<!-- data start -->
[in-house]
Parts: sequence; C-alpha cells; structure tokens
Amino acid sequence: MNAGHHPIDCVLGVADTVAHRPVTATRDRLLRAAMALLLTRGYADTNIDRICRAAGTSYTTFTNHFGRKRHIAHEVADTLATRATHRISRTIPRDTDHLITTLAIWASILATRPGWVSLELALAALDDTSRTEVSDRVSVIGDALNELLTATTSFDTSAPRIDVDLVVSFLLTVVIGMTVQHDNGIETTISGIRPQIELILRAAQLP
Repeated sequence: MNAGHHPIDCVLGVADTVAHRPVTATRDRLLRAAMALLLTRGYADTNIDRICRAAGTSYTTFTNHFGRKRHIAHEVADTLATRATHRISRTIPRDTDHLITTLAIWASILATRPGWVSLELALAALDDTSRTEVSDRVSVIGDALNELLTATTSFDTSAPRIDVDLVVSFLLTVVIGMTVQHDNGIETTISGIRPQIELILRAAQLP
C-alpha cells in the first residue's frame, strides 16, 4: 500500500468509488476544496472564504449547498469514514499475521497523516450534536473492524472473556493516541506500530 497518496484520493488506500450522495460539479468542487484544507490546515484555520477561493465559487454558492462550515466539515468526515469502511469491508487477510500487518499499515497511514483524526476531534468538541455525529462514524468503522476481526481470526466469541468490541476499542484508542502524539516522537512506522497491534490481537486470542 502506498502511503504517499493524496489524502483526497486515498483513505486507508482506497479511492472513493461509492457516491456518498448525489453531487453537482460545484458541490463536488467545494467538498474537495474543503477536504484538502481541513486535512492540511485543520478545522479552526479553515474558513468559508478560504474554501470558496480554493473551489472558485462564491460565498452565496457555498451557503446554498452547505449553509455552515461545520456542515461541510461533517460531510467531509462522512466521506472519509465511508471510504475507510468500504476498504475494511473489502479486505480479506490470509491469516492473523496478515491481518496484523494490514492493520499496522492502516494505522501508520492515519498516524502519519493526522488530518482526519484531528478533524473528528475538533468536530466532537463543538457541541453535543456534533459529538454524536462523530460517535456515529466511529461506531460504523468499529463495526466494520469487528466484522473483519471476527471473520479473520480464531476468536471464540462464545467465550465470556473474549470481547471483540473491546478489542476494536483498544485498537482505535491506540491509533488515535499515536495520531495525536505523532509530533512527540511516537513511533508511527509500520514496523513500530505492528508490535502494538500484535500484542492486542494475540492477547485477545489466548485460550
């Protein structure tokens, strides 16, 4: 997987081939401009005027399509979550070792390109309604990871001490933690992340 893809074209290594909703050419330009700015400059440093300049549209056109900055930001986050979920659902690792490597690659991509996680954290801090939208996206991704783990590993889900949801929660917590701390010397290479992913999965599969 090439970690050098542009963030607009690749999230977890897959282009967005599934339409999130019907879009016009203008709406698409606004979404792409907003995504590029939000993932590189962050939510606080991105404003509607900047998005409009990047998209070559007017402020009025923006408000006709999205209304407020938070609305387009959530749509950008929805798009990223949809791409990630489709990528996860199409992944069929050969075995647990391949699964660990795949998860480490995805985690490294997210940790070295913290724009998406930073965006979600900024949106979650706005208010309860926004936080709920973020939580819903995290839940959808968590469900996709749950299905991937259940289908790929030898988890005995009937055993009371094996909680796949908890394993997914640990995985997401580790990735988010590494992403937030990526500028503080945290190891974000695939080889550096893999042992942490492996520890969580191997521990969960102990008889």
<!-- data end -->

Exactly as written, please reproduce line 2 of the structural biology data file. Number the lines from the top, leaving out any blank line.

Parts: sequence; C-alpha cells; structure tokens